Researchers find strategies for integrating freight and livability
New research from the NITC program identifies key strategies for integrating freight into livability planning.
The typical vision of a livable neighborhood does not include big trucks—with their emissions, vibrations, noise and congestion—traveling through it. So where livability is a goal of the planning process, freight runs the risk of not being considered except as an afterthought or as something to be excluded.
However, because economic prosperity is an important characteristic of livable communities, freight will inevitably be needed and must be incorporated into the planning process.
Investigators Kristine Williams and Alex Carroll of the University of South Florida’s Center for Urban Transportation Research conducted a NITC research project to explore the relationship between freight and livability. Their goal was to provide a “menu of options” for planners to be aware of when considering freight solutions.
“There is a strong push for more livable, walkable and bikeable communities throughout the U.S. and without this kind of information, there may be more of a focus on where we don’t want to have trucks, rather than designating truck routes and identifying appropriate circulation routes for last mile deliveries,” Williams said.
The report, “Integrating Freight Into Livable Communities,” uses five case studies to describe a multitude of approaches for ensuring freight needs are met without compromising livability goals.
Download it here.
The researchers traveled to Tampa, Florida; Savannah, Georgia; San Antonio, Texas; Albany, New York and Portland, Oregon to gather information about how freight was being handled in the various communities.
“They all had something unique to offer. I think that context is really valuable; the case studies in and of themselves can be a useful tool for people to understand how these different issues are playing out in different areas of the country,” Carroll said.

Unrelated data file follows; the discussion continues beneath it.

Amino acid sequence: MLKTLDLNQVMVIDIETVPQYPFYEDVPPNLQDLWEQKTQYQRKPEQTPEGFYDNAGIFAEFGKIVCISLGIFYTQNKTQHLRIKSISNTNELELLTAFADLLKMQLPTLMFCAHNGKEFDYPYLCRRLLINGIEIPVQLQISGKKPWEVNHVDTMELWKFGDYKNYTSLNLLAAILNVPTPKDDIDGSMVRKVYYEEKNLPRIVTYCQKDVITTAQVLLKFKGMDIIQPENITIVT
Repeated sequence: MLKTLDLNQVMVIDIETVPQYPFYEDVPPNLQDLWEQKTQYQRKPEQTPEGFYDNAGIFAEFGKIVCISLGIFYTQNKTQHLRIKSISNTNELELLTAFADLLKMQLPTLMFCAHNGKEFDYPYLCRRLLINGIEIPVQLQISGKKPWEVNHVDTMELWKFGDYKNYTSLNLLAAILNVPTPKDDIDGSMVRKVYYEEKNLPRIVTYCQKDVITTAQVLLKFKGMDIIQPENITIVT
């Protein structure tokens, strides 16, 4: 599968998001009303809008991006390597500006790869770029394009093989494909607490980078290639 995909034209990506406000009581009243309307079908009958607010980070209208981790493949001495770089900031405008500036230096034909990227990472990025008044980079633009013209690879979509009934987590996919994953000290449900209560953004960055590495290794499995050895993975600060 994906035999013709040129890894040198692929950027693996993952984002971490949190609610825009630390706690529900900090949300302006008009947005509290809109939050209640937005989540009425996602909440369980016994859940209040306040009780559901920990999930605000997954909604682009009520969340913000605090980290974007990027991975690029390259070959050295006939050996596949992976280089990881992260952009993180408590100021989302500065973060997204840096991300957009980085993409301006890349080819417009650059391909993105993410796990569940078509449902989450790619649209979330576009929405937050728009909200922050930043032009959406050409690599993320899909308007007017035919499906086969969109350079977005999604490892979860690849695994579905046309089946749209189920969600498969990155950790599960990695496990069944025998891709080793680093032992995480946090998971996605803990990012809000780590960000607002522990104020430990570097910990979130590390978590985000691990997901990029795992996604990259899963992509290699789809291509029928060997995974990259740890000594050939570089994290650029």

Each case study offers a different take on infrastructure design, parking and loading, noise reduction and other concerns related to the movement of goods through cities.
“Context-sensitive solutions popped up in almost every case. In Tampa they came up with a great set of strategies. They got the truckers involved and put their issues into a database online that can be easily accessed by the planning community throughout the region. They found dual purposes for certain routes: in areas with both bikes and trucks, the presence of a bike lane allowed the trucks a greater turning trajectory,” Williams said.
With the goal of lowering carbon emissions, the City of Portland has been very supportive of B-Line, a local transportation company that uses human-powered, electric-assisted trikes for local deliveries. Since 2009, B-Line has replaced approximately 80,000 truck deliveries in Portland, but this sustainable delivery mode is limited to a niche market.
“We found that the cargo trikes are useful within urban core areas; obviously they are human-powered so the radius on that mode is small,” Carroll said.
Researchers also took note of solutions for ensuring lower-income neighborhoods are not disproportionately impacted by freight and livability decisions.
The inland Port of San Antonio has been highly successful in this regard, providing living wage jobs as well as technological apprenticeships and training which have effectively led to the creation of a Hispanic middle class in the city.
Findings from this study were recorded in a webinar at the end of March.